Vouchers, Public Schools, and Our Children's Future
Vouchers are the most important educational controversy since the U.S. Supreme Court declared "separate but equal" schools unconstitutional in 1954 and ended Jim Crow schooling.
Supporters of school vouchers have launched an assault on the very concept of public education. Seizing on undeniable problems in our public schools, particularly in urban areas, conservatives are using vouchers and the seductive rhetoric of "choice" to further their goal of privatizing our schools and removing them from public oversight and responsibility.
Voucher supporters received a major boost in 1998 when the Wisconsin Supreme Court upheld a Milwaukee program that provides tax dollars for vouchers at private schools, including religious schools. The U.S. Supreme Court refused to hear an appeal, leaving vouchers intact in Milwaukee and leaving the future of vouchers nationwide unclear.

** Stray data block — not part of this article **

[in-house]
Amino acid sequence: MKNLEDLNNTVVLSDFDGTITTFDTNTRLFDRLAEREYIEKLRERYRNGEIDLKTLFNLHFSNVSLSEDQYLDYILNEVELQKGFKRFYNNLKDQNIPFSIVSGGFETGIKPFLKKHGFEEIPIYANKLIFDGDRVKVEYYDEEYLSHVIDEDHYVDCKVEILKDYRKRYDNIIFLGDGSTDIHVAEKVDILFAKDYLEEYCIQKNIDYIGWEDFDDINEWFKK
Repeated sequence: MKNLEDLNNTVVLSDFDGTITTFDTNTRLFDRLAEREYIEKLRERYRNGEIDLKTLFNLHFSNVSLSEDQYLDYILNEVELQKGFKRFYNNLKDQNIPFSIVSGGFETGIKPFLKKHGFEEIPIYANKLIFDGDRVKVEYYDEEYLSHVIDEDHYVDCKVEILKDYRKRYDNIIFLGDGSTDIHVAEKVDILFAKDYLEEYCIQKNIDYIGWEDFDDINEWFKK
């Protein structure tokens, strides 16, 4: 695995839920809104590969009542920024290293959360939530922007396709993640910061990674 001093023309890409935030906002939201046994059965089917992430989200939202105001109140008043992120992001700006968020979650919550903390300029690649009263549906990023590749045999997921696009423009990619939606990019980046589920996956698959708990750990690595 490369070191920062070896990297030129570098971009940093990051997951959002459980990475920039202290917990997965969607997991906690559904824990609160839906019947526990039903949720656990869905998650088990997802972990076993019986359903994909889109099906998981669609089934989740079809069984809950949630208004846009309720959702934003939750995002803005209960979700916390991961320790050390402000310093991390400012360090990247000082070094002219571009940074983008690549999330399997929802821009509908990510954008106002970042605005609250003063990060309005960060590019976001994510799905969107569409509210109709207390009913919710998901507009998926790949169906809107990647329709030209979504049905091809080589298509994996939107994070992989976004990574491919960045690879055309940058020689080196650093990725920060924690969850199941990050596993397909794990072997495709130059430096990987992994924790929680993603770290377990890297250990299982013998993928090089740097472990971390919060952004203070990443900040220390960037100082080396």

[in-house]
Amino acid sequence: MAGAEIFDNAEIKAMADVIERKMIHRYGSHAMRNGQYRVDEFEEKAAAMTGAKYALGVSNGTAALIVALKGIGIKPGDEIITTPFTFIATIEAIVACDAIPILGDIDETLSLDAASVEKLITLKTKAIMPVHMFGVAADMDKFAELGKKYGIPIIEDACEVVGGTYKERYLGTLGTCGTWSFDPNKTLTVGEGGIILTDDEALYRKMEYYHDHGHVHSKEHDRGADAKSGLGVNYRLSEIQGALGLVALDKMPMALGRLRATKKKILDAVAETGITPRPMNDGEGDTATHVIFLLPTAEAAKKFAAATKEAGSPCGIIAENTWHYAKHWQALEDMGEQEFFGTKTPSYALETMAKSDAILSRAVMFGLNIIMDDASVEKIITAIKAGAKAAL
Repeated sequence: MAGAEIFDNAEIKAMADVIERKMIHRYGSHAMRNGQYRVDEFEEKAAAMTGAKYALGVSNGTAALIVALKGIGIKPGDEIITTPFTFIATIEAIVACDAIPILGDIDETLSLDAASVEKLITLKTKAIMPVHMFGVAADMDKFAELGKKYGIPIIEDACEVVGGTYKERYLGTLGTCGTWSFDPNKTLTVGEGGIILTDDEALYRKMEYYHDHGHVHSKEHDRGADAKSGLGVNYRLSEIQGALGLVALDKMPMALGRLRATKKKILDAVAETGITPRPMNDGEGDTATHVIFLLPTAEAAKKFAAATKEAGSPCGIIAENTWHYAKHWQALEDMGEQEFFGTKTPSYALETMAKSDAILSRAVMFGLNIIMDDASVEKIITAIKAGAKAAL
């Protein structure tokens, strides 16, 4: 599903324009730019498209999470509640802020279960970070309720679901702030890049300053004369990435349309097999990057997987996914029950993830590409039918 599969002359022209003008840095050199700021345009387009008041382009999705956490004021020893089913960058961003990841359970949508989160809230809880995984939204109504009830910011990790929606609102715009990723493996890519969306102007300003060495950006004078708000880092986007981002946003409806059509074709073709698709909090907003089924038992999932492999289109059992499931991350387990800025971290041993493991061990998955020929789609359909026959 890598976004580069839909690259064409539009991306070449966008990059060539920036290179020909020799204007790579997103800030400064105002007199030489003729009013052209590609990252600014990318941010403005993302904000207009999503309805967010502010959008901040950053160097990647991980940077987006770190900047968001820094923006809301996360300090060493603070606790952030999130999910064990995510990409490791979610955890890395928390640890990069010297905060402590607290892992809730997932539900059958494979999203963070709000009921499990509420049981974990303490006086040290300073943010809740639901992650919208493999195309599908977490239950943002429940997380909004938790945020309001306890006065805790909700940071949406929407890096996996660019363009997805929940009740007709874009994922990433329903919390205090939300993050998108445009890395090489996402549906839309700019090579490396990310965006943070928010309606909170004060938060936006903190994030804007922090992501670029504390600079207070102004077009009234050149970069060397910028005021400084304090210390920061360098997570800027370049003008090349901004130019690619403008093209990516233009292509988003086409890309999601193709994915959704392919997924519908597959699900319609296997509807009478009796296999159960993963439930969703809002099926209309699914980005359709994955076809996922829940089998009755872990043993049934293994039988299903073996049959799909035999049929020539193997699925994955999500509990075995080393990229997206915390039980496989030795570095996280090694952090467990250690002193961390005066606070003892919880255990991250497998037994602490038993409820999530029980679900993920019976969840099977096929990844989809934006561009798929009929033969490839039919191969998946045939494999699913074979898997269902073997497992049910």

In opposing vouchers, advocates of public school reform find themselves in a complicated position. On the one hand, we must continue to criticize public schools and demand that they provide a quality education to all children. Too often, public schools are willing partners in furthering the divisions in this country between the "haves" and "have-nots."
On the other hand, we must defend the institution of public education. At a time when our communities —urban, rural, and suburban — need to re-commit themselves to equity and high standards for all children, vouchers promote a mentality of escape, individualized advancement, and abandonment of responsibility for the collective good.
Rethinking Schools hopes this collection of articles will help educators understand the true nature of vouchers, and will inspire them to look at better ways to improve our schools.
Also be sure to check out our 88-page special publication Selling Out Our Schools for a more in-depth discussion of vouchers.
In this Special Section: